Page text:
I can't sleep. So I might as well update, since I don't have the mood to do anything at the moment. And as always, I do not organise thoughts well, so this post will as usual not be well articulated.
This festive season, I ponder upon the meaning of democracy.
You see, in the most ideal sense, democracy is the best policy out there. A collective society, harnessing the wisdom of the society as a whole (note, where the majority of the people have enough sense that the 'noise', i.e. the deviants and the clueless do not hold enough sway) point to the direction it wishes to go. In the past, conquest was probably of the greatest interest (I am no historian btw, this is a speculation).
Today, I sincerely believe we do not understand democracy (neither do I, for that matter).
Point one. (This is a pretty far fetched argument, but I think there is an underlying link somewhere.) We live in the information age. There is simply too much to think about, to pay attention to. You have the current advances in technology, oh that's iPhone 79, Android, Star Wars, epidemic, homosexuals, that new game in store, that hot chick right there, your work, boycotting bread, politics. So how many people do actually pay attention to politics (and policies for that matter). I have written before that politics in Malaysia is all about idolatry. Its about the leaders of both the government and the opposition. Its NOT about the policies they bring, and its NOT about the direction they want to go, which is missing the point completely.
What do I think democracy is? Well, it is easy to say 'a collective sense of direction for the country' or even 'people power to decide what's best for the country'. Put it in simpler terms, I think its all about us as a society trying to solve our problems. Which is why I believe there are different parties in the first place. The religious party might think the prominent problems are that the people are not God fearing enough. The Green thinks more about sustainability etc. (That was a general analogy btw, I don't think its accurate).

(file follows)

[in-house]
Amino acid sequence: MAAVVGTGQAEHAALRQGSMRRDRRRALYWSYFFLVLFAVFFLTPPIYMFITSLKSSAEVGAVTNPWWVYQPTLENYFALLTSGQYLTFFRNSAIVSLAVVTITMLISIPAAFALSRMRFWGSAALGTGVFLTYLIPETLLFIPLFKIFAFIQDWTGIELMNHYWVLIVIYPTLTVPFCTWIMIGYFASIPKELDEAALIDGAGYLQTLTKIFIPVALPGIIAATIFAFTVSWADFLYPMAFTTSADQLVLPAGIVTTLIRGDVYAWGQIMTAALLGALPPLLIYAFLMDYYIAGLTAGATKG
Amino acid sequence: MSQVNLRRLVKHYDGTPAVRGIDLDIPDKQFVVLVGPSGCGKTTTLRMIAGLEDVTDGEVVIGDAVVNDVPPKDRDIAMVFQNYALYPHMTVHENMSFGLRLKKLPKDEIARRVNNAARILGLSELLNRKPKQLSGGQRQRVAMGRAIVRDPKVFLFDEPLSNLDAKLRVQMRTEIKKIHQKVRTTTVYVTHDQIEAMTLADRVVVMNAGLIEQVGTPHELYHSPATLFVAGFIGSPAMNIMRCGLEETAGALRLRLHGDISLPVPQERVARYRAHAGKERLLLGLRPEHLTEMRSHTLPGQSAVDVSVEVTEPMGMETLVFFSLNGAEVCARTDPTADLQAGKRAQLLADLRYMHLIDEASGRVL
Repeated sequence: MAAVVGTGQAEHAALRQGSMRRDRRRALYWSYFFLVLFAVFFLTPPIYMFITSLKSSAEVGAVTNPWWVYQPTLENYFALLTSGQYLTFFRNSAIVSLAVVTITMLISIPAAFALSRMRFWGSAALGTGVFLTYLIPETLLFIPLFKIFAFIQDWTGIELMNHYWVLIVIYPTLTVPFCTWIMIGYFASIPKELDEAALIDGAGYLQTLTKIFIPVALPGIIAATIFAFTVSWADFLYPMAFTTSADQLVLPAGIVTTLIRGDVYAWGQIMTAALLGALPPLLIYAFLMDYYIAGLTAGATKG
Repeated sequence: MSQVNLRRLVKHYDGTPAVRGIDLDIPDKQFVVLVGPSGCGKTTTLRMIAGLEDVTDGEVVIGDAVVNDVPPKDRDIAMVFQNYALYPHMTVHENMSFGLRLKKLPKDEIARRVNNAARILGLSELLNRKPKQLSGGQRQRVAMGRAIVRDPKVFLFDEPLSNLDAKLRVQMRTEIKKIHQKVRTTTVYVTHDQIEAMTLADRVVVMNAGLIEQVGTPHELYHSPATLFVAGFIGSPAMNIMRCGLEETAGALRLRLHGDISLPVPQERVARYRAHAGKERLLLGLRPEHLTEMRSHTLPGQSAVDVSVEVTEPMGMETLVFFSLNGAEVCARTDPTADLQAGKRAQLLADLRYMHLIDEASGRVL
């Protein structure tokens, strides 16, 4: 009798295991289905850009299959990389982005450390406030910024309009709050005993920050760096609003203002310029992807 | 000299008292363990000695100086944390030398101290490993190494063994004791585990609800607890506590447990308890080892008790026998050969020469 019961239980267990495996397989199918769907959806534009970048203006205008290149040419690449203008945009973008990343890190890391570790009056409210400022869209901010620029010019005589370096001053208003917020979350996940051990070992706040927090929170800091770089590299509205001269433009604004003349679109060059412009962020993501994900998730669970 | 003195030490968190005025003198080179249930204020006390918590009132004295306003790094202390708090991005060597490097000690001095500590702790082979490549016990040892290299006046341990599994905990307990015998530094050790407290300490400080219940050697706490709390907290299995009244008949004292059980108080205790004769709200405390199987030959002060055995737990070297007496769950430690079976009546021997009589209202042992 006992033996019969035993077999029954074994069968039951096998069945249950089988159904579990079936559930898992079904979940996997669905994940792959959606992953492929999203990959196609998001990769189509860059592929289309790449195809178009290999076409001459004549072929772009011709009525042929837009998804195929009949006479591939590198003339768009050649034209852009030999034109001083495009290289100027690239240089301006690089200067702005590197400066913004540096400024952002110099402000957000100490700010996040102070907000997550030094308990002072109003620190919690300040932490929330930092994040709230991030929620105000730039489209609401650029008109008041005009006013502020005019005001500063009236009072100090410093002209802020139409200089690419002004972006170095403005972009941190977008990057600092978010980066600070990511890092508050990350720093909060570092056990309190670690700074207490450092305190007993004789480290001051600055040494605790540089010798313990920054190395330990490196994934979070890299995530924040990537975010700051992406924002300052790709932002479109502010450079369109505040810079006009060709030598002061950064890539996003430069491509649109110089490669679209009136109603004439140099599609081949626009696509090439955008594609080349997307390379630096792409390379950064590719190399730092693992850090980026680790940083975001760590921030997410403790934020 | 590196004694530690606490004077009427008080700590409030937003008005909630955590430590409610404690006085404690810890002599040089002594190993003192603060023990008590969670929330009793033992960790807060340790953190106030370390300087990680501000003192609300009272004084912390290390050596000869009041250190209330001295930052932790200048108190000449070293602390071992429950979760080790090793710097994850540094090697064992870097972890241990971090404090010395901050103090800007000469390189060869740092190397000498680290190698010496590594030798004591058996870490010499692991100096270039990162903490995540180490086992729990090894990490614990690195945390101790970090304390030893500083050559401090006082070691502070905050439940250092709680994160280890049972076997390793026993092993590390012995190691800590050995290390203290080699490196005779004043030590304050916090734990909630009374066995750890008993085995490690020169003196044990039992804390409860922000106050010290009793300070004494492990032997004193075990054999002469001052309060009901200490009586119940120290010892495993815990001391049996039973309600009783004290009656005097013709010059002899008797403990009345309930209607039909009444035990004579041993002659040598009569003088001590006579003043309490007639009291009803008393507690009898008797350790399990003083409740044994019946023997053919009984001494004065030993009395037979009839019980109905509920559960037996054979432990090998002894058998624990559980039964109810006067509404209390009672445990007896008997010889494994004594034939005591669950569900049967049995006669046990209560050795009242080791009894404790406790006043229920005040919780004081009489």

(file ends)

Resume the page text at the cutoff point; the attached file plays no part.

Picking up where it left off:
And when we look at Malaysia, we see only one problem. Read the comments in RPK's post, read the comments in TMI. In fact just read the comments anywhere on the Internet that mentions vaguely about our government/politics. The generic answer will be 'Whatever the problem is, remove the current government first. They are responsible for yada yada'.
It appears that a point has reached where people simply stop paying attention to anything any longer. They have implanted firmly the anti-establishment message in their head. And they won't listen to anything else.
Point two, directly following point one. How many people actually think of progress? We throw the words around, yet they hold no meaning. And as always, we like to say 'remove the government first. They are corrupt. They impede progress'. So what exactly is this progress that we are always talking about?
Good pay, good looking prime ministers, holy men acting holy, sustainability, everyone hand in hand dancing and singing and happy? That so does not sound like reality to me.
What happened to working more towards mutual understanding and accepting each other? Do we have that? Unfortunately I think no. At this stage, in my honest opinion progress for our country is to forge greater ties with ourselves. Despite all the problems revolving around economy, diseases, food etc. that threatens our very life, our greatest hurdle is still social living. In collective living, different view points are guaranteed. How we deal with it reflects the level of maturity of a society, which I believe ties in strongly with 'progress'. Progress to me is not as simple as building skyscrapers and eliminating poverty. It is how we think of each other and how we resolve differences, and how we solve problems together. We might not work well together today, but say in a month we worked together slightly better. Now that's progress to me. Everything else comes naturally after that. I firmly believe so.
So to summarise what I think: We have a distorted view on 'progress' (point two), we do not understand 'governance' (point one).
Note: I know I made a mistake in thoughts somewhere, but I think the points are supported to some extent. I am half asleep now